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CASE REPORT
Year : 2011  |  Volume : 2  |  Issue : 1  |  Page : 162

Mycobacterium bovis spondylodiscitis after intravesical Bacillus Calmette-Guérin therapy


1 Division of Neurosurgery, Hôpital Notre-Dame du CHUM, University of Montreal, Montreal, QC, Canada
2 Service of Neurosurgery, Centre Hospitalier Régional de Trois-Rivières, University of Montreal, Montreal, QC, Canada

Correspondence Address:
Daniel Shedid
Division of Neurosurgery, Hôpital Notre-Dame du CHUM, University of Montreal, Montreal, QC
Canada
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© 2011 Obaid et al; This is an open-access article distributed under the terms of the Creative Commons Attribution License (http://creativecommons.org/licenses/by/2.0), which permits unrestricted use, distribution, and reproduction in any medium, provided the original work is properly cited.


DOI: 10.4103/2152-7806.89879

PMID: 22140647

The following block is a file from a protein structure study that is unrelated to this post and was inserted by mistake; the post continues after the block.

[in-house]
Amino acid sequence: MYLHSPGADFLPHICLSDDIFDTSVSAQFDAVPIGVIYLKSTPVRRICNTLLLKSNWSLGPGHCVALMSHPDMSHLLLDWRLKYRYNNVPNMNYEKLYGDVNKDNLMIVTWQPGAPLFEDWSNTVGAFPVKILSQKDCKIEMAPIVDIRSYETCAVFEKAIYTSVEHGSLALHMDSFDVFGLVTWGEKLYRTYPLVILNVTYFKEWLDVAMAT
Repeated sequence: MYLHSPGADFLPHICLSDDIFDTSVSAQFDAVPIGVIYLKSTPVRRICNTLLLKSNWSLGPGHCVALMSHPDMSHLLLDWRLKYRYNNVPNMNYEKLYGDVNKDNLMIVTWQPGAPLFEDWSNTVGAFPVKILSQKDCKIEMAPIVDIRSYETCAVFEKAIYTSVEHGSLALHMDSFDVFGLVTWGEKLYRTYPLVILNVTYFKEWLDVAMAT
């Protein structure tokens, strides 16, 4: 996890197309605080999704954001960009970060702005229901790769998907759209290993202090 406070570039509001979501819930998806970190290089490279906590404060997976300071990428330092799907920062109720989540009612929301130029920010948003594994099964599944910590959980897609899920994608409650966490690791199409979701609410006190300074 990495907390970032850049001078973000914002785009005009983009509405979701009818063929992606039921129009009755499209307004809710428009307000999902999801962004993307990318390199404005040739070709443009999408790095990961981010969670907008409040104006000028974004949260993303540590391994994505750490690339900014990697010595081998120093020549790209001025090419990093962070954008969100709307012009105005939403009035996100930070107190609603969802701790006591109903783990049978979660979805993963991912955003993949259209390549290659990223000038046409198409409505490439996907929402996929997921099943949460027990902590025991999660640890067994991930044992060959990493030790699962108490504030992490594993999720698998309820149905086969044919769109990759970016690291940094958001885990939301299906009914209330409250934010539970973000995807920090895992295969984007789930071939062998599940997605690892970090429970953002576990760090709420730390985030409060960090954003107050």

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Background: Intravesical instillations of live-attenuated Bacillus Calmette-Guérin (BCG) are a well-known and effective method for prevention and treatment of bladder carcinoma and carcinoma in situ. Although considered a safe procedure with rare side effects, local and systemic complications may occur. While long bone ostemolyelitis has been well described, very few reports of BCG spondylodiscitis exist in the literature. Case Description: A 67-year-old man developed low back pain, anorexia, and weight loss 11 months after a 6-week course of intravesical BCG instillations for the treatment of bladder carcinoma in situ. Imaging studies revealed L1-L2 spondylodiscitis with epidural and bilateral psoas abscesses. Tissue cultures obtained by percutaneous computed tomography-guided aspiration were positive for Mycobacterium bovis. Despite triple antituberculous therapy (isoniazid, rifampin, and ethambutol), clinical and radiological progression occurred. Therefore, L1 and L2 corpectomies with extensive debridement were performed, followed by 360° anterior-posterior instrumented fusion. After 20 months of follow-up, the patient remains asymptomatic and recurrence-free. Conclusion: Mycobacterium bovis spondylodiscitis is a rare complication of intravesical BCG therapy. Although medical therapy with antituberculous agents is the first-line treatment, surgical decompression, debridement, and stabilization may be necessary in refractory cases.



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